Recapping later, the chefs said they enjoyed themselves and felt the lunch turned out fairly well despite the problems of weather and location.

Child, who appeared unbowed by the heat, gamely signed autographs, chatted with her admirers and voiced appreciation for the chefs' efforts. "That was fun," she said. "I admired their enthusiasm, and it was lovely to see them all working together."

TERRINE D'AUBERGINE ET FROMAGE DE CHEVRE (Eggplant and Goat Cheese Terrine) Jose Dahan

Olive oil

2 medium eggplant, peeled and very thinly sliced

Salt, pepper

Tomato Sauce

4 (3.5-ounce) logs goat cheese, thinly sliced

Basil Cream Sauce

Oil grill or large skillet with small amount of olive oil. Quickly grill eggplant slices, about 20 seconds on each side, seasoning to taste with salt and pepper. In buttered 13x9-inch baking dish, make 2 layers of eggplant slices. Cover with 1 cup Tomato Sauce. Top sauce with half the cheese slices. Make another layer of eggplant slices, 1 cup Tomato Sauce and remaining goat cheese. Finish with layers of remaining eggplant and Tomato Sauce.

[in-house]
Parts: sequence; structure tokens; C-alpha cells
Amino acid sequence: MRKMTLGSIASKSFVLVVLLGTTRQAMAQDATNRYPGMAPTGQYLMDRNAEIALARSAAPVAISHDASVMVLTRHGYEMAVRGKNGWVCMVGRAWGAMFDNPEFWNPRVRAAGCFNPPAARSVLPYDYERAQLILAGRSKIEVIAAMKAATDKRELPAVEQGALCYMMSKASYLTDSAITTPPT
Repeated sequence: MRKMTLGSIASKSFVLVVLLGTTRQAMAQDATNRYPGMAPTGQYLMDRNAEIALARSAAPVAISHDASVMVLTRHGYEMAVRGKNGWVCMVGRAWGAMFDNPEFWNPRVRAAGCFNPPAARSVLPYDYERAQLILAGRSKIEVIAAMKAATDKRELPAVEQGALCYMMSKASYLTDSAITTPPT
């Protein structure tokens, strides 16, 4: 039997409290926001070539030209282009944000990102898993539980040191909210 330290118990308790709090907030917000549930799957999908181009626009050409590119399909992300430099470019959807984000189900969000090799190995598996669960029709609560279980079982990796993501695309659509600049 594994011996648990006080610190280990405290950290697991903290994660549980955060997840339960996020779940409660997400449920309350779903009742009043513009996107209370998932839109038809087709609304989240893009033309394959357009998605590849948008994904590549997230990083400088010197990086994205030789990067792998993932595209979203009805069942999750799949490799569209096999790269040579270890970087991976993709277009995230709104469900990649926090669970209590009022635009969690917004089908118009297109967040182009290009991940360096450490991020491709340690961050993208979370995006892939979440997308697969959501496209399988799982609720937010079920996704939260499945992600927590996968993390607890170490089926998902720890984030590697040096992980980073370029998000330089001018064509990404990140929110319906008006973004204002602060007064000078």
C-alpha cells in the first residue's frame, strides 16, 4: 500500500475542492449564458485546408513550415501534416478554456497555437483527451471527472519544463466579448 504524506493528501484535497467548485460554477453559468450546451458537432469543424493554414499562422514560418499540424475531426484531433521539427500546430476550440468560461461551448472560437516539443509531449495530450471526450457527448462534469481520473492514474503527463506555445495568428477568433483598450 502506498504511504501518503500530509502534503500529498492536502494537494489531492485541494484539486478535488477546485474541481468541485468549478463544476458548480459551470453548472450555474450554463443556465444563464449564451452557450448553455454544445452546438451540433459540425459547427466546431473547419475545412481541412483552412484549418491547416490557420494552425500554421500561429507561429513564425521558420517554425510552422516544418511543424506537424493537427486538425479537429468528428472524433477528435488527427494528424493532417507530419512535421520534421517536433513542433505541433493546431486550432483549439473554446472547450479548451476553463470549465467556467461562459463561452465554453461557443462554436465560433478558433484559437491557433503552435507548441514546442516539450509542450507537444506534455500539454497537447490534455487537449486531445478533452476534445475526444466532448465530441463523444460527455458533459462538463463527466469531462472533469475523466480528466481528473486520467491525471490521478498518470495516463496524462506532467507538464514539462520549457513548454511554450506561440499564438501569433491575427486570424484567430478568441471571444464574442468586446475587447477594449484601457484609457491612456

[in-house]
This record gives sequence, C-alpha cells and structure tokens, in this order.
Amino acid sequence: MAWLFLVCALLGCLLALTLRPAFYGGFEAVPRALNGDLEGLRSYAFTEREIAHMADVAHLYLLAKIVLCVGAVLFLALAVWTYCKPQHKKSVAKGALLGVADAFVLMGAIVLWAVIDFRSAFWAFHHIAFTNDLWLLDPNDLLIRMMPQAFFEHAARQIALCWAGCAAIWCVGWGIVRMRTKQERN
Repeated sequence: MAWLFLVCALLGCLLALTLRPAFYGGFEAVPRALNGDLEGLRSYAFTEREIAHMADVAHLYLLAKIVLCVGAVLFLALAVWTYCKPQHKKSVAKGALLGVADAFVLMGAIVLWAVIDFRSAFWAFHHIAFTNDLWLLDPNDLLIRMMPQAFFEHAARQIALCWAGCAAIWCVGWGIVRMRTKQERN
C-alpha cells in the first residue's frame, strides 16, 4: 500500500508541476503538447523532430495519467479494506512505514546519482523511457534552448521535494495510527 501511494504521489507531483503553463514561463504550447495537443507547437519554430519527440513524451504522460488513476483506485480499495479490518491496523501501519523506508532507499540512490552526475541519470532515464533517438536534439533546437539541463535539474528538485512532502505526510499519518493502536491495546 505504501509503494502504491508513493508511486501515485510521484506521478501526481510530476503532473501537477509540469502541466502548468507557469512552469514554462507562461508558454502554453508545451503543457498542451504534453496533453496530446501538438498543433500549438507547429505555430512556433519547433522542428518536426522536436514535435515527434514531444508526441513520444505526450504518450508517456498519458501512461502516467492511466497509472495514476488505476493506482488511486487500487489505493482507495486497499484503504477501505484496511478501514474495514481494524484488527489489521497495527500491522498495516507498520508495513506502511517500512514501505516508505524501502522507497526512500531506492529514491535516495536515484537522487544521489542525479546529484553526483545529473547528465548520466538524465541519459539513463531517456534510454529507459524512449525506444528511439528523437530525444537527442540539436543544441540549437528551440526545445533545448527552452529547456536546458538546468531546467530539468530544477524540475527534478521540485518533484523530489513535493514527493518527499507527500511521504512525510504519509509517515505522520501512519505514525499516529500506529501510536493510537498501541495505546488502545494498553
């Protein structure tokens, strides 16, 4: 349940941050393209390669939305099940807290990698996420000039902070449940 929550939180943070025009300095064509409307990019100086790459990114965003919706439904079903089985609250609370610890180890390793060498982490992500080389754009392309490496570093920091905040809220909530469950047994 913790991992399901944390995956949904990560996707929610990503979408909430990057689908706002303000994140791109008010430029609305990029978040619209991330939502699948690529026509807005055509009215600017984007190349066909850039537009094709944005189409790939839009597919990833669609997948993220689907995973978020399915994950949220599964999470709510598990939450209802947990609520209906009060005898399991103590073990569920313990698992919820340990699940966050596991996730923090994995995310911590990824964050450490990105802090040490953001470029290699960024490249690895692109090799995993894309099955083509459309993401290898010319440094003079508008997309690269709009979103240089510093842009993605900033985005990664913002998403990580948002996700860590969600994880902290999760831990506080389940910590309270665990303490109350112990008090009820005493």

Bake uncovered at 425 degrees 35 minutes. Serve warm topped with spoonful of Basil Cream Sauce or cold without sauce. Makes 10 servings.

Tomato Sauce

1 large onion, thinly sliced

1/4 cup olive oil

1 tablespoon crushed garlic

6 medium tomatoes, peeled, seeded and chopped

Salt, pepper

1/2 bunch fresh basil, chopped

Saute onion slowly in olive oil. When onion is almost tender, add garlic and saute. Then add tomatoes and season to taste with salt and pepper. Cook uncovered over medium heat 30 minutes. Stir in basil toward end of cooking time. Makes about 3 cups.

Basil Cream Sauce

1/4 cup dry white wine

1 clove garlic, minced

Salt

1 cup whipping cream

1 ounce goat cheese

1 tablespoon chopped basil

Freshly ground pepper

Combine wine, garlic and salt to taste in saucepan and simmer until reduced by 1/3. Add cream, goat cheese and basil and simmer until reduced by half. Add freshly ground pepper to taste. Makes about 2/3 cup.